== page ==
Digestive biscuits

Digestive biscuits

  • makes 40
  • Easy

You can't beat a classic digestive with a cup of tea. Thanks to this recipe by Regula Ysewijn you can make your own at home and enjoy them oven-warm


This digestive biscuit recipe comes from Regula Ysewijn’s British baking book Oats in the North, Wheat from the South: The History of British Baking, Savoury and Sweet (Murdoch Books, £25). Photography by Regula Ysewijn. You can buy the book from Amazon here.

Digestives were developed by two Scottish doctors in the 1830s with the aim of creating a biscuit that could improve digestion, hence the name ‘Digestive’. The most popular Digestives are those made by McVitie’s, which the company began to bake on a large scale in 1892.

Digestives were often called malt cookies and the original patent received was entitled ‘Making Malted Bread’. Cassell’s Universal Cookery Book from 1894 provides a recipe for Malt biscuits. The author suggests that the use of ground caraway seeds is a suitable aromatic for people suffering from atulence, but he also states that any other spices are a possibility.

Today, Digestives are one of the most-loved British biscuits, along with Shortbread and Rich tea biscuits. They are also sometimes made with a layer of chocolate, which is great when you dip the cookie in your coffee and the chocolate melts. I rather like the ground roasted pecans in this biscuit but, if you are a purist, feel free to substitute them with more oat flour.

Digestive biscuits recipe



  • pecan nuts 40g
  • butter 150g, at room temperature
  • demerara sugar 100g
  • eggs 2
  • baking powder 1 tsp
  • sea salt 1 tsp
  • oat flour 150g
  • wholemeal plain or spelt flour 260g, plus extra for dusting


  • Step 1

    Heat the oven to 200C/fan 180C/gas mark 6 and line two baking trays with baking paper.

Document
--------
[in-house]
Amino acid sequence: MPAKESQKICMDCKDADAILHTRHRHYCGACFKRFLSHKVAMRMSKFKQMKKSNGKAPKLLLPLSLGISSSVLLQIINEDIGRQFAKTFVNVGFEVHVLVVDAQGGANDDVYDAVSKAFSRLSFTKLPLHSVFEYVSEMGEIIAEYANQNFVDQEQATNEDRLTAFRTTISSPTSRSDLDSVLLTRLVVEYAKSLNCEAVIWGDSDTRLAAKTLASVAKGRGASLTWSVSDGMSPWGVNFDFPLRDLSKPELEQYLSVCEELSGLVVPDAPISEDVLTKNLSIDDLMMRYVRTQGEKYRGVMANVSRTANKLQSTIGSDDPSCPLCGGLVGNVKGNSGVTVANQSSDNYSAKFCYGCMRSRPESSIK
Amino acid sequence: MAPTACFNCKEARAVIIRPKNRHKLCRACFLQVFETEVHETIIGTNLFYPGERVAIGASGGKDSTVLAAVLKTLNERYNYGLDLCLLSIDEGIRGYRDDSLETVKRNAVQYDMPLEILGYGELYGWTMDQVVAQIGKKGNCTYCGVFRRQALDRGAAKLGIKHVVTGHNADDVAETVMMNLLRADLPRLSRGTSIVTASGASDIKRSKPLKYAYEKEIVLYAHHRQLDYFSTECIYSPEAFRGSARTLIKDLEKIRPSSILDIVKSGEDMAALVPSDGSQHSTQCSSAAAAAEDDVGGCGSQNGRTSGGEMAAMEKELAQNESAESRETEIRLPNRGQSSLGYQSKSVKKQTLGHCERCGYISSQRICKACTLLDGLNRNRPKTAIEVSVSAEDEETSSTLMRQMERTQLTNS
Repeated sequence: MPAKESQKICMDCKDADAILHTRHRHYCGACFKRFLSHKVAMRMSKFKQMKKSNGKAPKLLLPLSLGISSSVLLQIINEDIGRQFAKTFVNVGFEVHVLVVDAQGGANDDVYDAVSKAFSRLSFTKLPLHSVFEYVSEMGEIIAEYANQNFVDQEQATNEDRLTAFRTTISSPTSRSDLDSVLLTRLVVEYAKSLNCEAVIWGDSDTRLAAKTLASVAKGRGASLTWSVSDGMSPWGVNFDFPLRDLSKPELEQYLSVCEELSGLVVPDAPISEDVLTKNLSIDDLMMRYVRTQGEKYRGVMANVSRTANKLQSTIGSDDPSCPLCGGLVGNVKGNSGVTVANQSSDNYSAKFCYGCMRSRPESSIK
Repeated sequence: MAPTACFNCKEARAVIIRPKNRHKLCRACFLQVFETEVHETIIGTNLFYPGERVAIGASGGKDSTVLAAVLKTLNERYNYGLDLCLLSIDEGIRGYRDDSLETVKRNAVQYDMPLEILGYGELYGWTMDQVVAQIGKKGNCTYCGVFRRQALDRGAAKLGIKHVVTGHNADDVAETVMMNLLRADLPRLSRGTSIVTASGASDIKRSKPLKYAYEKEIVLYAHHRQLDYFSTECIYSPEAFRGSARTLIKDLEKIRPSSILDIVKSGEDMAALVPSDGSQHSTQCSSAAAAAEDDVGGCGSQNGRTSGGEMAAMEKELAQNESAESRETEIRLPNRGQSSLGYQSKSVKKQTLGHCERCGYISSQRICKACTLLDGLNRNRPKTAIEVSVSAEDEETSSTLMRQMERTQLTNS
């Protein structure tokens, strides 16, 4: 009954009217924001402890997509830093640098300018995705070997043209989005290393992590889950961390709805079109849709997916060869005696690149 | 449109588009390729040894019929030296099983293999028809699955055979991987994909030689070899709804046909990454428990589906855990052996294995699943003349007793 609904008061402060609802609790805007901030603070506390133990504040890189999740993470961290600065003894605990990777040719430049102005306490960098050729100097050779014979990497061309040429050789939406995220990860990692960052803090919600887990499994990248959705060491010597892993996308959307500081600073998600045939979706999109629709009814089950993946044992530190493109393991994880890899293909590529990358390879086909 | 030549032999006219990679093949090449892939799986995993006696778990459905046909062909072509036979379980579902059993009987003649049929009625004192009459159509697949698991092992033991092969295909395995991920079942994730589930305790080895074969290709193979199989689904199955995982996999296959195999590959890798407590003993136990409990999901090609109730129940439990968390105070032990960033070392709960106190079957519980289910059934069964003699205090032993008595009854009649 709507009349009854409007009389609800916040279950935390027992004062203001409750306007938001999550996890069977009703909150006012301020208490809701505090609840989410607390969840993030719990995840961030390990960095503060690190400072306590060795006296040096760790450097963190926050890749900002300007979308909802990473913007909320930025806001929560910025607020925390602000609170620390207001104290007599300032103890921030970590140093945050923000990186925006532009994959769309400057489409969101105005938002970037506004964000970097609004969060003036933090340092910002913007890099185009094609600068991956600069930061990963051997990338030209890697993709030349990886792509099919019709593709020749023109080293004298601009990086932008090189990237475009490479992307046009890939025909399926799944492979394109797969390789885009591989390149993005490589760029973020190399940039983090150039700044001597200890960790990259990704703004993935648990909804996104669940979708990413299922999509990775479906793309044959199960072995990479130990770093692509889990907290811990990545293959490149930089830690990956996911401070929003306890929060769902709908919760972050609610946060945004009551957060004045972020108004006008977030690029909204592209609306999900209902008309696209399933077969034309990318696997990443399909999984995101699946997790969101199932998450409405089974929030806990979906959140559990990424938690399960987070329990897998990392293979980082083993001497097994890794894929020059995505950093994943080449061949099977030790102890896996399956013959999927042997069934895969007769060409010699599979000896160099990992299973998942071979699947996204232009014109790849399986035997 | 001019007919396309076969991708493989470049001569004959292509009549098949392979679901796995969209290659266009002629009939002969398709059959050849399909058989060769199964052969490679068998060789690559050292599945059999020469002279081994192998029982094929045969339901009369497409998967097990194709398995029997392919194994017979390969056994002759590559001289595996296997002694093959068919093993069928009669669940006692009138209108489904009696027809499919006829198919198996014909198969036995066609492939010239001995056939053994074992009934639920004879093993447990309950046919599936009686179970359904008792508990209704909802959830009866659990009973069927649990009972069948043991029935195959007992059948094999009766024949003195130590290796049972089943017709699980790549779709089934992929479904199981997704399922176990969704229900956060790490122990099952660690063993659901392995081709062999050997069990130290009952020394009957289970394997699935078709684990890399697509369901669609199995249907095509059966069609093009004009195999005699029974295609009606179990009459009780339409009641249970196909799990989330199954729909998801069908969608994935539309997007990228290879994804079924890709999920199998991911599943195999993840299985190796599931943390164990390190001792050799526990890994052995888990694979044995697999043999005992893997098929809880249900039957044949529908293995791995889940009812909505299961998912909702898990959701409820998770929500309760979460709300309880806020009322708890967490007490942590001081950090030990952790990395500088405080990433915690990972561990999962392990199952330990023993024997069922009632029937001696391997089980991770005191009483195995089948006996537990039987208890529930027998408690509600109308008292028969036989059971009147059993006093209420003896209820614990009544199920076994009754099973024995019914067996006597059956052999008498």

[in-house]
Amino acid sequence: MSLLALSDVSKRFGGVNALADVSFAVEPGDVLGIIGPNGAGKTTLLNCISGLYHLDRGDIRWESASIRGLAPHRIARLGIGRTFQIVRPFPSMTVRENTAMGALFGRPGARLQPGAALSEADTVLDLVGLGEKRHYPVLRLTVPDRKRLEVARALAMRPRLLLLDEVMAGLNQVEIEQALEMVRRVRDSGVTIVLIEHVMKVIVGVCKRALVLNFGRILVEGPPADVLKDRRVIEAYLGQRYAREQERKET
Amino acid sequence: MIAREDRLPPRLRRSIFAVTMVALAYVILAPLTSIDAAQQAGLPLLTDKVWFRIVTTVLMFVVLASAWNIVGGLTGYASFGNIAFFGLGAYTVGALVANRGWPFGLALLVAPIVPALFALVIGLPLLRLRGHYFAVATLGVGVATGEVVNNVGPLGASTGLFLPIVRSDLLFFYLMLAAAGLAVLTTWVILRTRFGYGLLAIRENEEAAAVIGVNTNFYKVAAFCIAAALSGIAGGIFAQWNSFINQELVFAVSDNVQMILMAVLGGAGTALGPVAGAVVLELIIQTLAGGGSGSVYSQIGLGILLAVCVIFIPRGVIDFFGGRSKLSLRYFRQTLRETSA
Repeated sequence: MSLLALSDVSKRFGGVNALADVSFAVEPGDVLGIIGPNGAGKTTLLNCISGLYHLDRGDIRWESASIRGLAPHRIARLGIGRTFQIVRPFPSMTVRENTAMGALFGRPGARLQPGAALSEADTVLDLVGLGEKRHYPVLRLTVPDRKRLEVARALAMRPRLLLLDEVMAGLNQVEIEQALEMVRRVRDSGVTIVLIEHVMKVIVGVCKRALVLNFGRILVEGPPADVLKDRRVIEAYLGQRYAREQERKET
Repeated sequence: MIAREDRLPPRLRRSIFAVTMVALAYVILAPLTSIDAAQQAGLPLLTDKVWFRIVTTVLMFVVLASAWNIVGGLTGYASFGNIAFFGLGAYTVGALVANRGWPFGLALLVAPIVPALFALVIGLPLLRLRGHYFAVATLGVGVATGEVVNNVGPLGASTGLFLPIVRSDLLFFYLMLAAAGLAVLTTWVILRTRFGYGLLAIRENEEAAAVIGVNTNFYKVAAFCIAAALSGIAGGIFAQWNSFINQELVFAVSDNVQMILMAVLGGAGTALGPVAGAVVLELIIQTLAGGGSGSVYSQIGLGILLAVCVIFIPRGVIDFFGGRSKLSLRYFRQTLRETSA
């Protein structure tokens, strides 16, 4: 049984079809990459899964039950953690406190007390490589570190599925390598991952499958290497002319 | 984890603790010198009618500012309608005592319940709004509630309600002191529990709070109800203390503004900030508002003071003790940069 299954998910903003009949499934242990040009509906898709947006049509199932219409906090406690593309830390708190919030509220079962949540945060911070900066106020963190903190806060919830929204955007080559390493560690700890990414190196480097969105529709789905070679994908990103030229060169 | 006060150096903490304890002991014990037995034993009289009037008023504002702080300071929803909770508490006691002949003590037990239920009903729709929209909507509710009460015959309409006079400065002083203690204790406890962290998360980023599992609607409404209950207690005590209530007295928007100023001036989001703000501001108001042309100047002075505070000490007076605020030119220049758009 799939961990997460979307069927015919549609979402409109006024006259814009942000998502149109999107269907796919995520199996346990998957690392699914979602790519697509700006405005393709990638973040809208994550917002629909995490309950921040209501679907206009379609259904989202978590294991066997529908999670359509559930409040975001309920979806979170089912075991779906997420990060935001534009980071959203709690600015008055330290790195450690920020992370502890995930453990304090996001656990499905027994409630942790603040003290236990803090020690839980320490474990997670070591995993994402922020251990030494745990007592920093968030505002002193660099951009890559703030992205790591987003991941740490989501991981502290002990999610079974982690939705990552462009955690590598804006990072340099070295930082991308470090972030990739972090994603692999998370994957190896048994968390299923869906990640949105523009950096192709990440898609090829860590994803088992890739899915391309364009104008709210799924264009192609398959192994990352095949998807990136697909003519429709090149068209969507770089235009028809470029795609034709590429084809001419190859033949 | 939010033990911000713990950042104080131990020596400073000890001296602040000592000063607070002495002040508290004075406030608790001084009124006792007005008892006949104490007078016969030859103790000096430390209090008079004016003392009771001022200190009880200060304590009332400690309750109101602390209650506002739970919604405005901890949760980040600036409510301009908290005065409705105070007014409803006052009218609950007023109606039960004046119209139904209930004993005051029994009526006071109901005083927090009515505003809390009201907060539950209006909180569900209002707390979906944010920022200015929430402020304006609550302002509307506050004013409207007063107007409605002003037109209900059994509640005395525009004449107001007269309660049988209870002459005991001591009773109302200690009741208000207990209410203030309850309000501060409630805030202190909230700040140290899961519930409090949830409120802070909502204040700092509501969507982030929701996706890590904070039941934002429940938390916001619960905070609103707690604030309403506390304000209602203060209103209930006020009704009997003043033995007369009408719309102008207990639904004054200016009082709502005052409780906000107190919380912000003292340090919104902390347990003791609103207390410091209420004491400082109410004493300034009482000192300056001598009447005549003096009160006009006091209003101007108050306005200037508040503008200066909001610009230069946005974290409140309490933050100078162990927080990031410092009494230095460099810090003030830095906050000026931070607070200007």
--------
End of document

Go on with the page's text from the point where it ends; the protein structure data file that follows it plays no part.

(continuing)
• Step 2

    Spread the pecans on one of the trays and roast for 10 minutes. Allow to cool, then pulse the nuts in a blender until they resemble coarse flour.

  • Step 3

    Mix the butter and sugar together until creamy (use an electric mixer if you have one), then add the eggs, one by one. Add the baking powder, then add the pecans, salt and flours, a teaspoon at a time. It will take a while for the mixture to come together. It will appear very dry at first, but don’t be tempted to add milk or water. Use the dough immediately or leave it in the fridge for 15 minutes.

  • Step 4

    Pat the dough flat on a floured work surface or a sheet of baking paper. Dust the dough with flour to prevent the rolling pin from sticking, then roll out the dough until 5mm thick. Use a round cutter to cut out the biscuits. Push the leftover dough back together, roll it out and cut out more biscuits until you have used all the dough.

  • Step 5

    Place the biscuits on the baking trays and prick all over with a fork. Bake in the middle of the oven for 10-13 minutes, depending on how dark you like them.

**Please note that this recipe has not been tested by the olive magazine cookery team**